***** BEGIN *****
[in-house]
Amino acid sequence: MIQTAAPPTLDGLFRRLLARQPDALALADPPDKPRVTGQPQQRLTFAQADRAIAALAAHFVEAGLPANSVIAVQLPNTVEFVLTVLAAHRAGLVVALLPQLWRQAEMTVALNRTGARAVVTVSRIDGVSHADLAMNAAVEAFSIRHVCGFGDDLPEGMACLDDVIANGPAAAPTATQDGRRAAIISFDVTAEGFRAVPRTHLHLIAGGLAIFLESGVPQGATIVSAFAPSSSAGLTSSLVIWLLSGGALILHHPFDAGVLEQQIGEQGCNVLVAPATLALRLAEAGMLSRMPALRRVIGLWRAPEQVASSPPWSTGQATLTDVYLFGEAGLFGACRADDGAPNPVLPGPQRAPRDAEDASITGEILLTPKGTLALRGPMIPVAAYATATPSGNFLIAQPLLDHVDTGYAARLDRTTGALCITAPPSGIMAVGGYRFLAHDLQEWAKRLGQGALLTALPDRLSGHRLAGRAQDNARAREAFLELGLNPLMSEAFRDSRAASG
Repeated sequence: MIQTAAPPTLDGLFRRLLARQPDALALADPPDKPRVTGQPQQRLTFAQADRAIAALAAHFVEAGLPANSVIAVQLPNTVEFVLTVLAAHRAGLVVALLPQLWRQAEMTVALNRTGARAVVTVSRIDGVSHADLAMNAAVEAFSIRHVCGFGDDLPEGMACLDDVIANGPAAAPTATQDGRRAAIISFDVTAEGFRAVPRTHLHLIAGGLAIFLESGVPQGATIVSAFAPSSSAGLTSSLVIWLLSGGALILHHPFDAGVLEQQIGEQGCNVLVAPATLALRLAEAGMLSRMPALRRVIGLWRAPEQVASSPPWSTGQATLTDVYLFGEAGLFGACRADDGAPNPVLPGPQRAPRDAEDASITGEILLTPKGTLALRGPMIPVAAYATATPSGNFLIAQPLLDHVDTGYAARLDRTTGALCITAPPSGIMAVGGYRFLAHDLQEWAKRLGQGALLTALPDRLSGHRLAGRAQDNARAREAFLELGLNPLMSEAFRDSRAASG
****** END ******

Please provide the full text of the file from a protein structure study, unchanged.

[in-house]
Amino acid sequence: MIQTAAPPTLDGLFRRLLARQPDALALADPPDKPRVTGQPQQRLTFAQADRAIAALAAHFVEAGLPANSVIAVQLPNTVEFVLTVLAAHRAGLVVALLPQLWRQAEMTVALNRTGARAVVTVSRIDGVSHADLAMNAAVEAFSIRHVCGFGDDLPEGMACLDDVIANGPAAAPTATQDGRRAAIISFDVTAEGFRAVPRTHLHLIAGGLAIFLESGVPQGATIVSAFAPSSSAGLTSSLVIWLLSGGALILHHPFDAGVLEQQIGEQGCNVLVAPATLALRLAEAGMLSRMPALRRVIGLWRAPEQVASSPPWSTGQATLTDVYLFGEAGLFGACRADDGAPNPVLPGPQRAPRDAEDASITGEILLTPKGTLALRGPMIPVAAYATATPSGNFLIAQPLLDHVDTGYAARLDRTTGALCITAPPSGIMAVGGYRFLAHDLQEWAKRLGQGALLTALPDRLSGHRLAGRAQDNARAREAFLELGLNPLMSEAFRDSRAASG
Repeated sequence: MIQTAAPPTLDGLFRRLLARQPDALALADPPDKPRVTGQPQQRLTFAQADRAIAALAAHFVEAGLPANSVIAVQLPNTVEFVLTVLAAHRAGLVVALLPQLWRQAEMTVALNRTGARAVVTVSRIDGVSHADLAMNAAVEAFSIRHVCGFGDDLPEGMACLDDVIANGPAAAPTATQDGRRAAIISFDVTAEGFRAVPRTHLHLIAGGLAIFLESGVPQGATIVSAFAPSSSAGLTSSLVIWLLSGGALILHHPFDAGVLEQQIGEQGCNVLVAPATLALRLAEAGMLSRMPALRRVIGLWRAPEQVASSPPWSTGQATLTDVYLFGEAGLFGACRADDGAPNPVLPGPQRAPRDAEDASITGEILLTPKGTLALRGPMIPVAAYATATPSGNFLIAQPLLDHVDTGYAARLDRTTGALCITAPPSGIMAVGGYRFLAHDLQEWAKRLGQGALLTALPDRLSGHRLAGRAQDNARAREAFLELGLNPLMSEAFRDSRAASG